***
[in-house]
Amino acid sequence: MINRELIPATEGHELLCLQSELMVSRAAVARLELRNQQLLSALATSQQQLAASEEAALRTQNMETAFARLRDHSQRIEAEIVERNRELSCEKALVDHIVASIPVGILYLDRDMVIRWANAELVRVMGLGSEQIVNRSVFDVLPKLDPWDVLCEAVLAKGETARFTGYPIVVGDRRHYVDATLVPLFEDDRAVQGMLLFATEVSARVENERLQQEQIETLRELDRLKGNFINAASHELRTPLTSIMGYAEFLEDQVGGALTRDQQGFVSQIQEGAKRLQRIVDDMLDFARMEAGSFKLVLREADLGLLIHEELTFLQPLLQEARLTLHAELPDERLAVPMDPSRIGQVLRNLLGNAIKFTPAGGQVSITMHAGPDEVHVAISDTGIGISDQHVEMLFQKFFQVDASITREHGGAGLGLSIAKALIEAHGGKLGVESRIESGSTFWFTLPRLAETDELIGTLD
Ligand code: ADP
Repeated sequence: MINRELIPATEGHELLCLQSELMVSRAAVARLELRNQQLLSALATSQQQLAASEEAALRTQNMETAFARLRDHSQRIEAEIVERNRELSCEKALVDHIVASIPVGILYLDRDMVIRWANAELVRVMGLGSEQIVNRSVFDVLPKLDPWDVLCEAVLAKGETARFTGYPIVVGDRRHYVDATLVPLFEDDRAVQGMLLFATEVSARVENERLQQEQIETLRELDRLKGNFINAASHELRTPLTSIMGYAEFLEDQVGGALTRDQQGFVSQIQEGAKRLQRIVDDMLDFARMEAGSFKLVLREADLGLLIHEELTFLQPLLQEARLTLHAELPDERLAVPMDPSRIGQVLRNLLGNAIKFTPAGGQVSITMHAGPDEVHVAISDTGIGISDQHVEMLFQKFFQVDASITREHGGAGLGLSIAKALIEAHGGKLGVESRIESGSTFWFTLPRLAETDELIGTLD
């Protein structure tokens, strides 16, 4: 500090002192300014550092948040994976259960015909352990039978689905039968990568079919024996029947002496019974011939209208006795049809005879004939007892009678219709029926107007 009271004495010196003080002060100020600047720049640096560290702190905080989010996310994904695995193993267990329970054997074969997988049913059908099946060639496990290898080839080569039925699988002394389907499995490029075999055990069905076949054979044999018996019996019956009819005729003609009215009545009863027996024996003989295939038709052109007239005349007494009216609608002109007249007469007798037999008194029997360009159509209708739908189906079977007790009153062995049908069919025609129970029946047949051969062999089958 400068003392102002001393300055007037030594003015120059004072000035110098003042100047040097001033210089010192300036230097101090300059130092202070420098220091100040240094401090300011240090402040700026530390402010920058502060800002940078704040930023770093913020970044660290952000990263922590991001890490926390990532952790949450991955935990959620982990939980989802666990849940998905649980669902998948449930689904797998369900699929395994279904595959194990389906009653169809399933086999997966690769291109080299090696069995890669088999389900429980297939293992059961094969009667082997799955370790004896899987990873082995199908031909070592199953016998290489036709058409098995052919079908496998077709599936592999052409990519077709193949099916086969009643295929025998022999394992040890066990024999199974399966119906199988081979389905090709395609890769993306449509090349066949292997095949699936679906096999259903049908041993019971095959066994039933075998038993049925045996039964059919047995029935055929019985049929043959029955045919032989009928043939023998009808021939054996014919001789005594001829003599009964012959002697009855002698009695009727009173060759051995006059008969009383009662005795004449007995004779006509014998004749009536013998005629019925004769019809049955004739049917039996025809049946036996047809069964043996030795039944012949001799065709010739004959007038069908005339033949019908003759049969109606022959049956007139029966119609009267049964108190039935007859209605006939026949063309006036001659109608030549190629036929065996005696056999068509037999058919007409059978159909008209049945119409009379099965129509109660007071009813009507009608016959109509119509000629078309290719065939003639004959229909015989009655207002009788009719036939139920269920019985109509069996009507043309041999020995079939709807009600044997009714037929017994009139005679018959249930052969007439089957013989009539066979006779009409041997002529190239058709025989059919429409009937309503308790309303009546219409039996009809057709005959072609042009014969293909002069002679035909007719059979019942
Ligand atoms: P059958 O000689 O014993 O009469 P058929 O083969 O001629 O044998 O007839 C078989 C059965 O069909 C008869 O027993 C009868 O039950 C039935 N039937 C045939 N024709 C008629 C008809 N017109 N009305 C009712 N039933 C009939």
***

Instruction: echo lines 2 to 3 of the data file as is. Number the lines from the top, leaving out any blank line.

Amino acid sequence: MINRELIPATEGHELLCLQSELMVSRAAVARLELRNQQLLSALATSQQQLAASEEAALRTQNMETAFARLRDHSQRIEAEIVERNRELSCEKALVDHIVASIPVGILYLDRDMVIRWANAELVRVMGLGSEQIVNRSVFDVLPKLDPWDVLCEAVLAKGETARFTGYPIVVGDRRHYVDATLVPLFEDDRAVQGMLLFATEVSARVENERLQQEQIETLRELDRLKGNFINAASHELRTPLTSIMGYAEFLEDQVGGALTRDQQGFVSQIQEGAKRLQRIVDDMLDFARMEAGSFKLVLREADLGLLIHEELTFLQPLLQEARLTLHAELPDERLAVPMDPSRIGQVLRNLLGNAIKFTPAGGQVSITMHAGPDEVHVAISDTGIGISDQHVEMLFQKFFQVDASITREHGGAGLGLSIAKALIEAHGGKLGVESRIESGSTFWFTLPRLAETDELIGTLD
Ligand code: ADP